Infection by Cryptosporidium serpentis is one of the most important health concerns in snakes. The infection is characterized by chronic clinical or subclinical symptoms. The presence of hypertrophic gastritis, food regurgitation, progressive weight loss, mortality, and intermittent or continuous shedding of oocysts in the feces are some of the possible outcomes of infection. There is no evidence that Cryptosporidium serpentis is transmissible to humans or other mammals.

Although the life cycle of C. serpentis is not completely understood, it is known that there are two infective stages of the parasite. The first is a thick-walled oocyst which contains four sporozoites that are released when the oocyst is ingested by a snake. It is believed that the ingested oocysts invade a small number of endothelial cells lining the stomach wall.  In these endothelial cells, the parasites undergo asexual multiplication (schizogony or merogony) and then sexual multiplication (gametogony), producing microgamonts and macrogamonts. Upon fertilization of the macrogamonts by the microgametes, oocysts develop and sporulate in the infected host. Two different types of oocysts are produced: the thick-walled, which is commonly excreted by the host after sporogony, and the thin-walled oocyst, which is primarily involved in autoinfection.

The thick-walled oocysts which are passed in the snake’s feces can remain infective in the environment for months. These oocysts are extremely resistant to temperature extremes and disinfectants. As with most protozoan infections, this parasite can be acquired by exposure to sporulated oocysts in contaminated food and water and unhygienic enclosures. This microscopic parasite is tiny, with oocysts typically measuring only 4-8 um in diameter. Because of their small size, it is very hard to detect the oocysts through microscopic examination.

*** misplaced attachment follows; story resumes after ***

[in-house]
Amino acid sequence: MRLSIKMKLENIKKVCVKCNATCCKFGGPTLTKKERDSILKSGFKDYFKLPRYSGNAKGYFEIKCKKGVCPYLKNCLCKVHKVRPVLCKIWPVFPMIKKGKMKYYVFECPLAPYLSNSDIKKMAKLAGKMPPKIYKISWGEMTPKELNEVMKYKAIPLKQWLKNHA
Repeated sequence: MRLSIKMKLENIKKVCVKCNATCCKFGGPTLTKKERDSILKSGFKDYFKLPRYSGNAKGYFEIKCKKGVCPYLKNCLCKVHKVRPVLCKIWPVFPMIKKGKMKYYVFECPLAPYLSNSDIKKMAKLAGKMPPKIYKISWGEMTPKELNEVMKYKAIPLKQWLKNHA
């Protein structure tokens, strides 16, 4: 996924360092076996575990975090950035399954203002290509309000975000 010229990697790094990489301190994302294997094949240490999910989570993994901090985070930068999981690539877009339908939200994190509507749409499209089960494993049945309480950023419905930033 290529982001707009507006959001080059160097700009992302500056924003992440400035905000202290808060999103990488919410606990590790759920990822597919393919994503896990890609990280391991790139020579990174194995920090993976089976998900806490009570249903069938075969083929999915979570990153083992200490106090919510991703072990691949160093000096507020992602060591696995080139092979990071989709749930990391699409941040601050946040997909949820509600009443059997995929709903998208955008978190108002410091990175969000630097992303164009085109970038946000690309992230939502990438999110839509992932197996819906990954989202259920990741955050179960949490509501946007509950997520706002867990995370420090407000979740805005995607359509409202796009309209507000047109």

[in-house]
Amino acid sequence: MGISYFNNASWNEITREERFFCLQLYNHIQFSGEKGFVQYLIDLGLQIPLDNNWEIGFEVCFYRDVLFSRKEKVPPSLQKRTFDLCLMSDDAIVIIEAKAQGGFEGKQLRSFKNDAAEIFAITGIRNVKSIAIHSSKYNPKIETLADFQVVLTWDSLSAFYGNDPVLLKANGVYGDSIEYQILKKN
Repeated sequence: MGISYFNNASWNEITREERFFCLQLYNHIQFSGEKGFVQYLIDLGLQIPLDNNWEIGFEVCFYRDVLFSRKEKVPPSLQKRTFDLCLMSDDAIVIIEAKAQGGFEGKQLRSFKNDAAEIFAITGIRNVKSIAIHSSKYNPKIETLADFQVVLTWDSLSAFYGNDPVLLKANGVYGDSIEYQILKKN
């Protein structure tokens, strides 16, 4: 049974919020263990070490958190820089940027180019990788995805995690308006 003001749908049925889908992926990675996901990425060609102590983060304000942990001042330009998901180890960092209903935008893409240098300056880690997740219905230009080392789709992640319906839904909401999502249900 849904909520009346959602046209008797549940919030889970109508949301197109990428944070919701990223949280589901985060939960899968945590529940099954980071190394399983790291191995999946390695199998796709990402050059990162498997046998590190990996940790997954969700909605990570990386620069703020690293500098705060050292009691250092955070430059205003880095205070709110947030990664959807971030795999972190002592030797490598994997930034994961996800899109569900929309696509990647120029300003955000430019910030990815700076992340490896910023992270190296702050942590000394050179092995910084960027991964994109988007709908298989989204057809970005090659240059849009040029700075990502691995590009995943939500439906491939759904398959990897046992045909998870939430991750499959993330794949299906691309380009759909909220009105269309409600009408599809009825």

Molecular detection by polymerase chain reaction can significantly enhance the sensitivity and specificity of detection of Cryptosporidium (da Silva et al., 2014). Since oocysts are only intermittently shed, multiple samples can be taken at intervals to increase the likelihood of detection. Useful sample types for this purpose include feces, gastric lavage, endoscopic gastric biopsy, fecal smears, and smears of mucous adhered to regurgitated prey items.

PCR is a rapid and extremely sensitive technique for the detection of Cryptosporidium.


  • Help confirm the disease causing agent
  • Shorten the time required to confirm a clinical diagnosis of Cryptosporidium infection.
  • Help ensure that animal groups and facilities are free of Cryptosporidium
  • Early prevention of spread of this protozoan
  • Minimize human exposure to this protozoan

Thomas, A.L. and Chalmers, R.M. (2003) Investigation of the range of Cryptosporidium species detected by commercially available antibody-based tests. Proceedings of the Health Protection Agency Inaugural Conference, Warwick, September.

da Silva, D.C., Paiva, P.R., Nakamura, A.A., Homem, C.G., de Souza, M.S., Grego, K.F. and  Meireles, M.V. (2014) The detection of Cryptosporidium serpentis in snake fecal samples by real-time PCR. Vet. Parasitol. 204:134-138.

Specimen requirements: 0.2 ml feces, or rectal swab, or 0.2 ml gastric lavage, or swab of mucous adhered to regurgitated prey items; or 0.2 ml fresh, frozen or fixed gastric tissue.

For specimen types other than those listed here, please call to confirm specimen acceptability and shipping instructions.

For all specimen types, if there will be a delay in shipping, or during very warm weather, refrigerate specimens until shipped and ship with a cold pack unless more stringent shipping requirements are specified. Frozen specimens should be shipped so as to remain frozen in transit. See shipping instructions for more information

Turnaround time: 2 business days

Methodology: Qualitative real time PCR

Normal range: Nondetected